We in Fairfax have two park authorities: our county park system, managed by the Fairfax County Park Authority (FCPA); and the multi-jurisdiction Northern Virginia Regional Park Authority (NVRPA), also known as NOVA Parks.

An authority is like a piece of government that has been split off.   The FCPA’s Annual Report refers to itself as ‘a component unit of the County of Fairfax.’  The FCPA looks like a county agency, its employees are county employees and it follows most if not all administrative practices of the county government.  It is, however, like a public corporation.   The FCPA Executive Director does not report to the Fairfax County Executive, but rather to the FCPA Board, who has hired him or her.  FCPA Board members are appointed by the county Board of Supervisors (BOS) – one by each district supervisor, 3 at-large by the Chair of the BOS.  The FCPA’s budget pie chart has 5 slices, and the FCPA Board has direct oversight of 2 of those slices.

The Virginia Legislature authorized the creation of park authorities by localities in 1950. You can find the language in The Virginia Code, in the section called “Counties, Cities, and Towns,” direct link:  The same year, our county park authority was formed using the instruments of a county ordinance and a memorandum of understanding between the BOS and our new Authority.

The NVRPA was founded in 1959 by Fairfax, Loudoun and Arlington Counties, together with the cities of Alexandria, Falls Church, and Fairfax.  The NVRPA receives its government funding as contributions from member jurisdictions, based on population; and usually receives a slice of park bonds (f the $107 million bond referendum for parks in 2016, $94.7 million went to the FCPA, $12.3 million to NVRPA) .  It is governed by a board of directors each appointed by his/her member government.

Is a Park Authority typical in Virginia?  It takes a bit of hunting to find out, as Virginia does not have a central office or point of contact for its authorities.  It turns out that our two are about the only ones in the state.  Virginia’s next largest jurisdictions: Virginia Beach, Norfolk, Chesapeake, Richmond have regular parks and recreation departments.  Next-door Prince William County had a Park Authority that was founded in 1977; it dissolved in 2012 and turned over operations to the county.

You may know that authorities can borrow money by selling revenue bonds, to fund for construction and maintenance.  The debt is repaid from the authority’s revenue such as that from admission fees.  The Park Bonds we vote on, however, are “general obligation” bonds.  The debt is repaid out of the county’s budget; think of this as a second public fund for the two park authorities.

Last, we note that we have another county recreation agency, the Fairfax County Department of Neighborhood and Community Services.  Its focus is strong on social service, but it offer lots of recreation — see their community center calendars , and operates community centers which have sports courts and other sports facilities.  NCS also schedules the use of the Park Authority sports fields.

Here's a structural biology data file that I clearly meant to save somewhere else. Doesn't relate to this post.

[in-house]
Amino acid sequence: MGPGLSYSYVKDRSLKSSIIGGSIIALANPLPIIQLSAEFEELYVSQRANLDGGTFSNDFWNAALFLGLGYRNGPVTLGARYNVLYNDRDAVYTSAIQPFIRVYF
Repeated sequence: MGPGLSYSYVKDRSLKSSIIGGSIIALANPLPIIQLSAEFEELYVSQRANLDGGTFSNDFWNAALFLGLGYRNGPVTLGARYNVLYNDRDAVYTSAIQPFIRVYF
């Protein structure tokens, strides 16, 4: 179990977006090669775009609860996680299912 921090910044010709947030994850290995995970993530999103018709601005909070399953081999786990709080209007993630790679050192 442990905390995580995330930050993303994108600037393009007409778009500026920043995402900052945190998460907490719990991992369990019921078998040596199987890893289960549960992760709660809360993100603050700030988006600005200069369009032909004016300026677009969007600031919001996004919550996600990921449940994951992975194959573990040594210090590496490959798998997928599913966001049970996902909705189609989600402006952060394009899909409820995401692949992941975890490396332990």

These 3 major park & recreation agencies operate independently.

In our Reference section, we have compiled a list of all park agencies operating in and near Fairfax County.

Questions or comments? Send to and we will post (your name omitted) with reply.




Post 1: Hello from Parks for People

Covering the world of parks in the Fairfax County, Virginia Area

[updated July 16]

Parks are a major public resource, representing major public investment.  Per the Fairfax County Park Authority’s recent annual report, its nearly 24,000 acres of land, building and equipment of that agency are valued at $624 million.  It employs thousands, and thousands more contribute to parks as volunteers and donors.  We can’t put a number on inherent value as natural holdings and public commons.   Parks touch on every aspect of physical, social, environmental, economic, cultural, and educational health and vitality.

This blog and site will focus on parks, with an emphasis on advocating for the role of people.  How can we citizens best work together with each other and with our government for parks that are at their best?  In the most enjoyable and productive ways?  Using creativity and sound practices? What information, what tools and kinds of discussions do we need for the best outcomes?

We’ll publish regularly, and grow the site with other useful pages, such as the Reference Page with its lists of organizations and publications you may be interested in; and we’ll seek to bring people and organizations together.

This is dedicated to our parks and to all of us in Fairfax County.  Below I write about why this blog is important to me.

Marie Reinsdorf, editor

Read morePost 1: Hello from Parks for People